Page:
FAA Office of Commercial Space Transportation
The Federal Aviation Administration will not allow Virgin Galactic to resume flights of its SpaceShipTwo suborbital spaceplane until it completes an investigation into a problem on the vehicle’s previous flight in July.
Blue Origin will conduct its next New Shepard suborbital mission Aug. 25 with a set of research payloads, but not people, on board on the vehicle’s first flight under a revised launch license.
The unstoppable force of SpaceX’s recent surge in development of its Starship vehicle for its first orbital flight is in danger of colliding with an immovable object: an ongoing environment review that has no clear end date.
The FAA has revised its criteria for awarding astronaut wings to those flying on commercial spacecraft, making the requirements stricter while including a significant loophole.
The FAA has started to use a new tool intended to better integrate commercial launches and reentries into the National Airspace System, reducing the disruptions those events have on aviation.
A SpaceX launch scrubbed in the final seconds of its countdown when an aircraft violated restricted airspace June 29 has aligned both the launch industry and the airline industry in their criticism of the Federal Aviation Administration.
SpaceX President Gwynne Shotwell says the company is “shooting for July” for the first orbital launch of the company’s Starship vehicle despite lacking the regulatory approvals needed for such a launch.
The FAA has granted permission to Virgin Galactic to fly customers, and not just employees, on its SpaceShipTwo suborbital vehicle, a move that could allow the company’s founder to fly to the edge of space soon.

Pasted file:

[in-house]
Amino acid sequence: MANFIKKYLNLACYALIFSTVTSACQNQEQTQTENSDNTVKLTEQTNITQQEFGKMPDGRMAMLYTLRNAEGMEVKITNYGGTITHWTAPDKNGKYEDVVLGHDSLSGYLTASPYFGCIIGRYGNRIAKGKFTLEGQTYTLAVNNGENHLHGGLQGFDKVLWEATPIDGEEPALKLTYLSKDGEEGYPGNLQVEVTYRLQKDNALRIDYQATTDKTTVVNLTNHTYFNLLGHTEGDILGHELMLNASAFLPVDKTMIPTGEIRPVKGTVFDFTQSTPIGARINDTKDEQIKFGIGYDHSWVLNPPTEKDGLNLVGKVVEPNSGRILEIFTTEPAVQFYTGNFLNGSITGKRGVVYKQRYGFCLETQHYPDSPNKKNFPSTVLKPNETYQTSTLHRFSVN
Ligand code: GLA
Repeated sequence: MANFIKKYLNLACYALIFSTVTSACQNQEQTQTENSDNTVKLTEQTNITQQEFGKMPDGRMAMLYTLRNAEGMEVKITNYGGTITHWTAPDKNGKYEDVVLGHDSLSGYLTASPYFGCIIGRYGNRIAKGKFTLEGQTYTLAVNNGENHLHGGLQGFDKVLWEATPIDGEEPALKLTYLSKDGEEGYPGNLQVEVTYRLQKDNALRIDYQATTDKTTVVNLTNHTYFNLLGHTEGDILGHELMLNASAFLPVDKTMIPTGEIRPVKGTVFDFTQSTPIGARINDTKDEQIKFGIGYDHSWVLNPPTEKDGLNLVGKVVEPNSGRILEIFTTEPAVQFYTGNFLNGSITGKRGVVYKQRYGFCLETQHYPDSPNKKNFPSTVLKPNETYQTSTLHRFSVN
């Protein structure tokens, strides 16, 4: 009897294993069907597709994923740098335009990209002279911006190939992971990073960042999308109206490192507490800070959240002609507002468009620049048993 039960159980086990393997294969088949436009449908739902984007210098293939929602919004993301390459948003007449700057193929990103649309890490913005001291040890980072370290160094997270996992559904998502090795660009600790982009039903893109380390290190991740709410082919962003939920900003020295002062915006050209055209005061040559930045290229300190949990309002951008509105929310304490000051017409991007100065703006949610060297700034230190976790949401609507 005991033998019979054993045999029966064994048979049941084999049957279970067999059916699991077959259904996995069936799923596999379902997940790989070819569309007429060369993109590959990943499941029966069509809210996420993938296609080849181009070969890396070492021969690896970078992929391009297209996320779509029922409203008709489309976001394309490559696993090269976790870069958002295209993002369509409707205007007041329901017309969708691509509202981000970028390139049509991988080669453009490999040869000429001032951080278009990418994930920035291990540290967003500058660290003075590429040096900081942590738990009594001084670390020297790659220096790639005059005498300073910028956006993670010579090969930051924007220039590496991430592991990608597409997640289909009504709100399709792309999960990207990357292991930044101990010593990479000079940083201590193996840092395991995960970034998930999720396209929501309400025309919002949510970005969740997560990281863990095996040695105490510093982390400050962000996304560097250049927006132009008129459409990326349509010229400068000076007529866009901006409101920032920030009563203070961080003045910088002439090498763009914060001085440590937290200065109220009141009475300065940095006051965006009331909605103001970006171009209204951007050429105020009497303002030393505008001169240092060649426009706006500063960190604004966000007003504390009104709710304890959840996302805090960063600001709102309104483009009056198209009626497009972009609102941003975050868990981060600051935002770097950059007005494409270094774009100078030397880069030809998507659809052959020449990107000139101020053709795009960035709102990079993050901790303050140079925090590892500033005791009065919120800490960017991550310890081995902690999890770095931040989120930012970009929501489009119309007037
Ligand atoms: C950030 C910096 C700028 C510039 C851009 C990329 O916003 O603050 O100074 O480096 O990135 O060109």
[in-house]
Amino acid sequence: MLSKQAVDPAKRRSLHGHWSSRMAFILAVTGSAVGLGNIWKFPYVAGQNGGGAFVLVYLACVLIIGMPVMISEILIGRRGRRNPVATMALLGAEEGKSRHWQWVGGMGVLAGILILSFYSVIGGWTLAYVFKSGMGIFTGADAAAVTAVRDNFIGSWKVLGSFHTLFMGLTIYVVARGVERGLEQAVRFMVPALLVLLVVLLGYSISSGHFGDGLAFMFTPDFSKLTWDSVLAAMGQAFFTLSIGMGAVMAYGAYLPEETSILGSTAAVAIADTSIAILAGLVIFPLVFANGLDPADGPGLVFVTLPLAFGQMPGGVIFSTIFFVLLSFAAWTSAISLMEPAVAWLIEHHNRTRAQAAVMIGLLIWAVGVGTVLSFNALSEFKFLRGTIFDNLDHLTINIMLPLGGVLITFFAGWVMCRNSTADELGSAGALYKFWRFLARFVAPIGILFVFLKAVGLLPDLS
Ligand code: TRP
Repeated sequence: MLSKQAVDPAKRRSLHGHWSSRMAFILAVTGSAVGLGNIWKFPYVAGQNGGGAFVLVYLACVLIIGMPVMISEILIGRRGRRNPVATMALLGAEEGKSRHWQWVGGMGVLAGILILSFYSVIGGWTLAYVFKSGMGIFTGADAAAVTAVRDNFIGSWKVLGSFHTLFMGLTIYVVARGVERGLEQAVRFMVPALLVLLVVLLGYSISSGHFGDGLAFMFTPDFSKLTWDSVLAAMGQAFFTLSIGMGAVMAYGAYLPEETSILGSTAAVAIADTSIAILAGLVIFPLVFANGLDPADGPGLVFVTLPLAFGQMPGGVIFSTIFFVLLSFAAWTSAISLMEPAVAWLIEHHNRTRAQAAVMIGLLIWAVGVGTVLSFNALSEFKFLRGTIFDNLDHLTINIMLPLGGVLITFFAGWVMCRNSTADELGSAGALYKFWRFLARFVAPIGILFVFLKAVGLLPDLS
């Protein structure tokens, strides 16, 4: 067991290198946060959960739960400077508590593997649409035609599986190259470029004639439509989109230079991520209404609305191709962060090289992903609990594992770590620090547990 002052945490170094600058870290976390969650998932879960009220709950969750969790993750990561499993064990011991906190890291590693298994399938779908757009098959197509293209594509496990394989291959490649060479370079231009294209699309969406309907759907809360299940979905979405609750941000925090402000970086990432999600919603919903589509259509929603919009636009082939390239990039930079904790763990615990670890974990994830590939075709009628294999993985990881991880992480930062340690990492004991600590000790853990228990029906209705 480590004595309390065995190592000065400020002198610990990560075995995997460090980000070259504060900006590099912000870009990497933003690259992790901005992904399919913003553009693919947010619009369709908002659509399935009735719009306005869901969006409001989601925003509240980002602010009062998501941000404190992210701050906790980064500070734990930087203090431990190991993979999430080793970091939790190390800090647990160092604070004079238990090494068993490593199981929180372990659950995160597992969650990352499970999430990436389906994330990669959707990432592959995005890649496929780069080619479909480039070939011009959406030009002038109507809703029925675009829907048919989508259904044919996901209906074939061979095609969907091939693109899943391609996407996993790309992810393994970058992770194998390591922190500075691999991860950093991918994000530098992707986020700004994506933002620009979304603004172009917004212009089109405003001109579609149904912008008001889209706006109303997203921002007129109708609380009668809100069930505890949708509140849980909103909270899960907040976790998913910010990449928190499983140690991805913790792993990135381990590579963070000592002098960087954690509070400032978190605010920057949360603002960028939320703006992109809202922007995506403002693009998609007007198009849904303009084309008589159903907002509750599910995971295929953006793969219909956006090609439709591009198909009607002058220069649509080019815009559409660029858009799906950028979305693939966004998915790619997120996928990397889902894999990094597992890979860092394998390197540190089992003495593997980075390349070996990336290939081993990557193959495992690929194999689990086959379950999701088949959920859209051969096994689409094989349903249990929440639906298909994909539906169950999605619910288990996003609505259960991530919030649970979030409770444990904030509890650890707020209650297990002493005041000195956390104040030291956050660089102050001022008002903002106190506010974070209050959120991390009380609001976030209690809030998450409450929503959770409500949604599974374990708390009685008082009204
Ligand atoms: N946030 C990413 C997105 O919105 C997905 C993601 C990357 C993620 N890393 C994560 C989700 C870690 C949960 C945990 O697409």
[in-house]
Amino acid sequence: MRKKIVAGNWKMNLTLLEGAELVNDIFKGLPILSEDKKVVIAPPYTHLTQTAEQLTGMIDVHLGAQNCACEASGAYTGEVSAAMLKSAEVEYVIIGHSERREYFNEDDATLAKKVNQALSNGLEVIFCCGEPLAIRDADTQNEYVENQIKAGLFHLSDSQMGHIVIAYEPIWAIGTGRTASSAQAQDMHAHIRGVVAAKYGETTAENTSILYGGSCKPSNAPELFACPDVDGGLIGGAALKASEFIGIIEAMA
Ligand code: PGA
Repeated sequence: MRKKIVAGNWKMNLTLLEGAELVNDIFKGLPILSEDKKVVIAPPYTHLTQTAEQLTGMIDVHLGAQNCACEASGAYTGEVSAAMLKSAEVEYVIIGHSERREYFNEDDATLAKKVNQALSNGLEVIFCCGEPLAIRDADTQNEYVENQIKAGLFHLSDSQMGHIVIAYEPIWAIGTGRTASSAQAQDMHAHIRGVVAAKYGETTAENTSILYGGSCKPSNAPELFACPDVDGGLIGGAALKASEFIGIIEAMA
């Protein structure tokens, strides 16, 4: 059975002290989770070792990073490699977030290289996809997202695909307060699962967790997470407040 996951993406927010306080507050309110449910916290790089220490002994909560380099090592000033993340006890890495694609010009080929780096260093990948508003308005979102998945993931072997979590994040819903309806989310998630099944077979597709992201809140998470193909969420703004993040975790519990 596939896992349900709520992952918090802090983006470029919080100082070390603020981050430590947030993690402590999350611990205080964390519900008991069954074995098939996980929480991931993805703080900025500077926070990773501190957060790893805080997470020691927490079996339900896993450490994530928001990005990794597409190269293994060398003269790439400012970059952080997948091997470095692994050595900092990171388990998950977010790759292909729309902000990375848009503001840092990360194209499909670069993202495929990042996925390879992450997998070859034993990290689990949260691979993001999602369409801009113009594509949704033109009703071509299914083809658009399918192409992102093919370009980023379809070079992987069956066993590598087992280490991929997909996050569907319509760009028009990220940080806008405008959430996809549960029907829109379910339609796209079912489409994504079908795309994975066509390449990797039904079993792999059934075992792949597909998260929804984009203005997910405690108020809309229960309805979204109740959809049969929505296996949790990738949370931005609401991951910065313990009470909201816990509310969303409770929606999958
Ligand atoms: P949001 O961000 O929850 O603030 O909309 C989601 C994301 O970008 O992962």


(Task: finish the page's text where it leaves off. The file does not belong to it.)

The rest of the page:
A House aviation subcommittee hearing on commercial space transportation June 16 plowed familiar ground, revisiting a wide range of issues that have yet to be resolved.
SpaceX has disclosed details for the first orbital test flight of its next-generation Starship launch system, but the company is still far short of the regulatory approvals needed for the mission.
As SpaceX gears up for another test flight of a Starship prototype, the Federal Aviation Administration is facing new scrutiny from Congress for how it handled SpaceX’s violation of its launch license on an earlier test flight.
Proponents of a proposed Georgia launch site remain optimistic they will win approval from the Federal Aviation Administration despite another delay in the environmental review process.
As launch activity grows on the Eastern Range in Florida, companies and government agencies are looking at ways to add capacity, largely through incremental improvements.
The FAA said that SpaceX violated the conditions of a launch license for its Starship vehicle during a launch in December, prompting an investigation that delayed tests of another vehicle.